Spasticity and Contracture

  • Hyun-Yoon Ko


Spasticity, which indicates an abnormal stretch reflex behavior, is a disabling component of upper motor neuron lesion including spinal cord injury. The upper motor neuron system consists of all the pathways above the anterior horn cell, including the brain, brainstem, and spinal cord. Spasticity includes a wide range of abnormal motor behavior due to upper motor neuron lesion. This causes increased muscle tone, increased muscle reactivity, reduced precision of voluntary muscle control, and the emergence of involuntary motor output. All of these effects can show time-dependent differences in static versus dynamic conditions, flexor versus extensor movements, and many other permutations. Clinically, spasticity can be easily recognized, but can be difficult to quantify and treat. The pathophysiology of spasticity is complex and controversial. There are many subtle considerations in the management of spasticity, and sometimes the clinician has to negotiate with the patient when adjusting the spasticity.


  1. Adams MM, Hicks AL. Spasticity after spinal cord injury. Spinal Cord. 2005;43:577–86.CrossRefGoogle Scholar
  2. Adams MM, Ginis KAM, Hicks AL. The spinal cord injury spasticity evaluation tool: development and evaluation. Arch Phys Med Rehabil. 2007;88:1185–92.CrossRefGoogle Scholar
  3. Ashworth B. Preliminary trial of carisoprodol in multiple sclerosis. Practitioner. 1964;192:540–2.PubMedGoogle Scholar
  4. Benz EN, Hornby TG, Bode RK, et al. A physiologically based clinical measure for spastic reflexes in spinal cord injury. Arch Phys Med Rehabil. 2005;86:52–9.CrossRefGoogle Scholar
  5. Bohannon RW, Smith MB. Interrater reliability of a modified Ashworth scale of muscle spasticity. Phys Ther. 1987;67:206–7.CrossRefGoogle Scholar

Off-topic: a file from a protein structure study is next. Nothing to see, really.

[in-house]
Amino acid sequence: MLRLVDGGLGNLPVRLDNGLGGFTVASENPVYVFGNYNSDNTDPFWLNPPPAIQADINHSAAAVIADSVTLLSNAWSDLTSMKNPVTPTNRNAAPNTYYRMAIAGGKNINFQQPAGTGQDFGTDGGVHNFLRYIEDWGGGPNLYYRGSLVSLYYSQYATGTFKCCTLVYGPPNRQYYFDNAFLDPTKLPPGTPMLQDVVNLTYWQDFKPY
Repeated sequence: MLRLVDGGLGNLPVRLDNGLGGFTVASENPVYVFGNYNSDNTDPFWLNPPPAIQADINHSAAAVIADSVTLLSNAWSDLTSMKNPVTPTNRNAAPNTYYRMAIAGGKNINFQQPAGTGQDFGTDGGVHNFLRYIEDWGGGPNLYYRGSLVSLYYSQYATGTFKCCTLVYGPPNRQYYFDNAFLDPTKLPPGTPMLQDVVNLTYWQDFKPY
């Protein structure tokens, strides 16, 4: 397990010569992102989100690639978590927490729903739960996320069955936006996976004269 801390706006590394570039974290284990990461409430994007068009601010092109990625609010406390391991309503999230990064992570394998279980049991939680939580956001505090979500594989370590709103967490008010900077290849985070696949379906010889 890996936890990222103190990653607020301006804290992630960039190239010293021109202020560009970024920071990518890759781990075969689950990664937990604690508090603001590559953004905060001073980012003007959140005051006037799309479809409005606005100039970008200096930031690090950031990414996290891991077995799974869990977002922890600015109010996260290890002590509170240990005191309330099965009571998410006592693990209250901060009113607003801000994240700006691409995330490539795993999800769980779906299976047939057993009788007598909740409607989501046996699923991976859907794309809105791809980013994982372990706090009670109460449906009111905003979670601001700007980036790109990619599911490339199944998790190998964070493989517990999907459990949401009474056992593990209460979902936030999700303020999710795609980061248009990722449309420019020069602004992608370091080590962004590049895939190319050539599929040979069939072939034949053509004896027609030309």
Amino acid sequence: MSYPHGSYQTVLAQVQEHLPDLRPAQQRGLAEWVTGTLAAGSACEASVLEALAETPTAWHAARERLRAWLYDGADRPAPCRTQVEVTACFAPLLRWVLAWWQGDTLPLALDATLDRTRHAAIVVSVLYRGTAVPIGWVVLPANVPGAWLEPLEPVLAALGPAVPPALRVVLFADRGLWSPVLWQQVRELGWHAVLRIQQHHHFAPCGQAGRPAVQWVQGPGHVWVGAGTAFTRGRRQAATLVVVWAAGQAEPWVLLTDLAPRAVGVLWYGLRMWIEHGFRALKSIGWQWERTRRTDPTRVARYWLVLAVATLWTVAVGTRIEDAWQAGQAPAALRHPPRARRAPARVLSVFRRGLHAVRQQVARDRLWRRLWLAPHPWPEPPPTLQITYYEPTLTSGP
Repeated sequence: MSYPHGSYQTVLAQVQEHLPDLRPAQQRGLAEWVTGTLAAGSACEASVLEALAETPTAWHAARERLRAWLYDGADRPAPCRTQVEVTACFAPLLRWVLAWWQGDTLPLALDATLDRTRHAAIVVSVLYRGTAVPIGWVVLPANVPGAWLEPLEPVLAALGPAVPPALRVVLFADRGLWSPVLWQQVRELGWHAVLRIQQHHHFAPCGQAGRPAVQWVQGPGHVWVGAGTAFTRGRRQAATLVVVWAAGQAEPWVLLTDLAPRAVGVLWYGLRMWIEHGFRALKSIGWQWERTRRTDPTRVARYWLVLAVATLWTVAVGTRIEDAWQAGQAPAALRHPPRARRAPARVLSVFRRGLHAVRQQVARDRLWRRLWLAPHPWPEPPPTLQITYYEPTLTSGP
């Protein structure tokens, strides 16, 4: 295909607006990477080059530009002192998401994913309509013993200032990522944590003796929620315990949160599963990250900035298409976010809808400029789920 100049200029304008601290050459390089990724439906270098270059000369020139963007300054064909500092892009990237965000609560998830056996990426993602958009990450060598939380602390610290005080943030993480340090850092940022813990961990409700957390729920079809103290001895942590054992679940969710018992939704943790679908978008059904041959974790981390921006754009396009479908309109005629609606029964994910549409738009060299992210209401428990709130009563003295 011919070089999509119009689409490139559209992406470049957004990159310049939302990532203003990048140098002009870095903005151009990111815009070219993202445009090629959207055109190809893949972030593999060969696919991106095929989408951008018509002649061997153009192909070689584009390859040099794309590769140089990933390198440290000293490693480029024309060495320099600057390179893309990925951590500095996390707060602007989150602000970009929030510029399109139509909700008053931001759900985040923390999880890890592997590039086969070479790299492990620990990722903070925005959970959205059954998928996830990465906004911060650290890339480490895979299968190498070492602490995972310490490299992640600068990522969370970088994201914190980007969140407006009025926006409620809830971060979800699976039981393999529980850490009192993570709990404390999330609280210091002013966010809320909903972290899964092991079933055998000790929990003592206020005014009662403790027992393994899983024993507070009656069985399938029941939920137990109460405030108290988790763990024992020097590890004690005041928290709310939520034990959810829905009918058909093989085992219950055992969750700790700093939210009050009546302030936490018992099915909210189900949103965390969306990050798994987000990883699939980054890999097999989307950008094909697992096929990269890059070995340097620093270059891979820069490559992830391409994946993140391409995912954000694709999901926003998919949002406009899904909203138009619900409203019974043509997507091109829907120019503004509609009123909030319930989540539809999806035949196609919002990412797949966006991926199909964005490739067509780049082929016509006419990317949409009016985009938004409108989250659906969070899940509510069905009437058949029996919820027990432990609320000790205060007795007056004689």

6. Cleland CL, Rymer WJ. Neural mechanisms underlying the clasp-knife reflex in the cat. I. Characteristics of the reflex. J Neurophysiol. 1990;64:1303–18.CrossRefGoogle Scholar
  7. Davidoff RA. Antispasticity drugs: mechanisms of action. Ann Neurol. 1985;17(2):107–16.CrossRefGoogle Scholar
  8. Dietz V, Sinkjaer T. Spasticity. Handb Clin Neurol. 2012;109:197–211.CrossRefGoogle Scholar
  9. Dietz V, Young R. The syndromes of spastic paresis. In: Brandt T, Caplan L, Dichgans L, et al., editors. Neurological disorders. Course and treatment. Amsterdam: Academic Press; 2003. p. 1247–57.CrossRefGoogle Scholar
  10. Ditunno JF, Little IW, Tessler A, et al. Spinal shock revisited: a four-phase model. Spinal Cord. 2004;42:383–95.CrossRefGoogle Scholar
  11. Fleuren JF, Voerman GE, Snoek GJ, et al. Perception of lower limb spasticity in patients with spinal cord injury. Spinal Cord. 2009;47:396–400.CrossRefGoogle Scholar
  12. Francisco GE. The role of intrathecal baclofen therapy in the upper motor neuron syndrome. Eur Med Phys. 2004;40:131–43.Google Scholar
  13. Haas BM, Bergstrom E, Jamous A, et al. The inter rater reliability of the original and of the modified Ashworth scale for the assessment of spasticity in patients with spinal cord injury. Spinal Cord. 1996;34:560–4.CrossRefGoogle Scholar
  14. Hiersemenzel LP, Curt A, Dietz V. From spinal shock to spasticity: neuronal adaptations to a spinal cord injury. Neurology. 2000;54:1574–82.CrossRefGoogle Scholar
  15. Katz RT, Rymer WZ. Spastic hypertonia: mechanisms and measurement. Arch Phys Med Rehabil. 1989;70(2):144–55.PubMedGoogle Scholar
  16. Kheder A, Nair KP. Spasticity: pathophysiology, evaluation and management. Pract Neurol. 2012;12:289–98.CrossRefGoogle Scholar
  17. Kita M, Goodkin DE. Drugs used to treat spasticity. Drugs. 2000;59(3):487–95.CrossRefGoogle Scholar
  18. Ko HY, Ditunno JF, Graziani V, et al. The pattern of reflex recovery during spinal shock. Spinal Cord. 1999;37:402–9.CrossRefGoogle Scholar
  19. Little JW, Ditunno JF Jr, Stiens SA, et al. Incomplete spinal cord: neuronal mechanisms of motor recovery and hyperreflexia. Arch Phys Med Rehabil. 1999;80:587–99.CrossRefGoogle Scholar
  20. Lui J, Sarai M, Mills PB. Chemodenervation for treatment of limb spasticity following spinal cord injury: a systematic review. Spinal Cord. 2015;53:252–64.CrossRefGoogle Scholar